Nets Pounce, Slam ‘Divisive,’ ‘Controversial’ Mike Flynn's 'Infamous’ Statements

November 18th, 2016 12:40 PM

The network morning shows on Friday pounced on the announcement that Michael Flynn is Donald Trump’s choice for National Security Adviser, immediately branding the Army Lieutenant General  “divisive,” “controversial,” fiery” and known for his “infamous” appearance at the 2016 Republican National Convention. In contrast, ABC and NBC saw Barack Obama’s National Security Adviser Susan Rice as “hard-nosed,” “no-nonsense” and a  “victim” of the conservative media. 

On NBC’s Today, Steve Kornacki warned of the Flynn choice: “To call this divisive might be understating the case. If you even talk to Republicans on Capitol Hill, this is a selection they are very uncomfortable with.” Co-host Savannah Guthrie admonished, “It is a key pick and it is not without controversy.” 

“Controversial” became the watch word as Kristen Welker underlined, “And like his soon-to-be boss is known for controversy and bucking tradition.” A few seconds later, she repeated, “Lieutenant General Flynn is not without controversy.” 

On ABC’s Good Morning America, Martha Raddatz used similar language and also blasted the military figure for appearing at the Republican convention: “A controversial figure, Flynn roused support at the Republican national convention with the infamous 'lock her up' chant against Hillary Clinton.” 

An NBC graphic described Flynn as a “fiery general.” A CBS This Morning graphic alerted, “Building His Team: Controversial Choice for National Security Adviser.” Co-host Norah O’Donnell noted, “Retired three-star General Michael Flynn has a history of criticizing Muslims and American intelligence agencies.” 


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In contrast, GMA’s Jon Karl on June 5, 2013 praised Rice’s appointment as Obama’s National Security Adviser, hailing, “She is tough. She is no nonsense.” This is despite the fact that she appeared on the Sunday talk shows and supplied false information on the Benghazi attacks days after they occurred.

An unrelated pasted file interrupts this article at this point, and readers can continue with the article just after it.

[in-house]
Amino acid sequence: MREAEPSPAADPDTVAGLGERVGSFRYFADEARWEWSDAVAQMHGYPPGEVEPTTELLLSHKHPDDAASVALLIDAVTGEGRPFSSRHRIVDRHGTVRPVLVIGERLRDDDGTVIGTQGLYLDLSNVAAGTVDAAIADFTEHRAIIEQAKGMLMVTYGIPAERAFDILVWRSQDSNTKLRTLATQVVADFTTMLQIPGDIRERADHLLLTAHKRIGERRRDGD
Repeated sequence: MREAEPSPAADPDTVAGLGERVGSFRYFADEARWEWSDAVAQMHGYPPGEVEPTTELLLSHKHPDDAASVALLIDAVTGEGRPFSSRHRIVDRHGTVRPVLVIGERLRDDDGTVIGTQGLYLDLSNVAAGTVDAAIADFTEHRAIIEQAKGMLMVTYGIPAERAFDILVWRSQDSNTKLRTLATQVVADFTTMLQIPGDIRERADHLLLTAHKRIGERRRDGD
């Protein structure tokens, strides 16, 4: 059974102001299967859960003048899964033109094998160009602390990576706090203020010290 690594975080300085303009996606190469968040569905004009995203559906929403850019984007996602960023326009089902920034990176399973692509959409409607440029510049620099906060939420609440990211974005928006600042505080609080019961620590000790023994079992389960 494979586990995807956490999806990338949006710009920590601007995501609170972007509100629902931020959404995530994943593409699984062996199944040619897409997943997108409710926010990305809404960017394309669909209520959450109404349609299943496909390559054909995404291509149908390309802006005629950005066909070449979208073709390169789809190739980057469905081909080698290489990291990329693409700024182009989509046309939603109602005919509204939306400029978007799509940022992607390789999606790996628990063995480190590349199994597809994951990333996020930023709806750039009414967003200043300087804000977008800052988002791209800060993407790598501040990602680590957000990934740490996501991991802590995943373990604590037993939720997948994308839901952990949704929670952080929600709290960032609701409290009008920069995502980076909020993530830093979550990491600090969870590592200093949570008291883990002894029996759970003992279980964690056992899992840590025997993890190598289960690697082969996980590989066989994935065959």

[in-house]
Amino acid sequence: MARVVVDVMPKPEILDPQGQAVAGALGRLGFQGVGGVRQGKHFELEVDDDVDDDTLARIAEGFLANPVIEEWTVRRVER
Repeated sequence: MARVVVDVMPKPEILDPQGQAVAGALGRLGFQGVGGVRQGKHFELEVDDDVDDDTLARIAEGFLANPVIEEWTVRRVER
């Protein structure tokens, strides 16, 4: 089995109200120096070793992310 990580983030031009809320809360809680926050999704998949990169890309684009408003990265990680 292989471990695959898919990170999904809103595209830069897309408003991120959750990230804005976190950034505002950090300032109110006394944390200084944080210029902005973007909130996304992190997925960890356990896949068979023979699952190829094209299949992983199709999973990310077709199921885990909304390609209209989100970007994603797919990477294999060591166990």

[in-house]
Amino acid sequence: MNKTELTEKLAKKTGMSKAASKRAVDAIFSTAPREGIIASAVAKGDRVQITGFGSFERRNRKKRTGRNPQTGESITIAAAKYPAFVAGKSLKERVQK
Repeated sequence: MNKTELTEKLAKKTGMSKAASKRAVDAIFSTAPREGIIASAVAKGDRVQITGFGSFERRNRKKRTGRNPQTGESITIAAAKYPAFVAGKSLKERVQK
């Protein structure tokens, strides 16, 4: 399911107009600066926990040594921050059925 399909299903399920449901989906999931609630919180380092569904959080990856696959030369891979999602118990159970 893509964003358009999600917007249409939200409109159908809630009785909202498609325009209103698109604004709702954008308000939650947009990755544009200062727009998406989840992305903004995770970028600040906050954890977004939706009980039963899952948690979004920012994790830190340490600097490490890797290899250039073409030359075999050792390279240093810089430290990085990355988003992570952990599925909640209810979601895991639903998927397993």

On December 13, 2012, NBC’s Chuck Todd lamented that Rice was “victim” of conservative media” attacks. 

With regard to Trump’s other pick, Senator Jeff Sessions as Attorney General, Today’s Kornacki lectured: 

STEVE KORNACKI: He is a lightning rod because of past statements, racial statements and he actually went before the Senate 30 years ago for confirmation [as a judge] and they rejected him. So that controversy would come right back if he got nominated. 

On ABC’s GMA, Martha Raddatz echoed: 

MARTHA RADDATZ: But critics immediately pointing to Sessions' past allegations of racist behavior. One lawyer he worked with said the Senator called him boy and told him to be careful what you say to white folks. Sessions denied the allegation

George Stephanopoulos reiterated: 

GEORGE STEPHANOPOULOS: Another friend of his, Senator Jeff Sessions. We talked about those allegations of racism that cost him a federal judgeship 20 years ago. He’s served in the Senate 20 years since then. How serious will those charges be in his confirmation if he is indeed chosen for a job like attorney general or Pentagon secretary? 

In contrast, when Barack Obama nominated the controversial Eric Holder to be Attorney General, none of the networks noted applied ideological labels or pointed out his role in President Bill Clinton’s pardon of fugitive Marc Rich. 

A partial transcript from NBC's Today is below: 


SAVANNAH GUTHRIE: President-elect Trump has now asked retired Army Lieutenant General Michael Flynn to be his National Security Adviser. It is a key pick and it is not without controversy. NBC’s White House correspondent Kristen Welker with more on that. Hi, Kristen. Good morning. 

KRISTEN WELKER: A three star general, 57-year-old Lieutenant General Michael Flynn has been a loyal supporter and top advisor to President-elect Donald Trump throughout his campaign. And like his soon to be boss is known for controversy and bucking tradition. 


WELKER: Lieutenant General Flynn is not without controversy. He recently raised eyebrows to those in the military community who usually stay out of politics, sounding, at times, like a candidate himself. 

KORNACKI: There is no Senate confirmation needed. If you want this pick, you can make this pick. And obviously from what Kristen Welker just said in that report, to call this divisive might be understating the case. If you even talk to Republicans on Capitol Hill, this is a selection they are very uncomfortable with.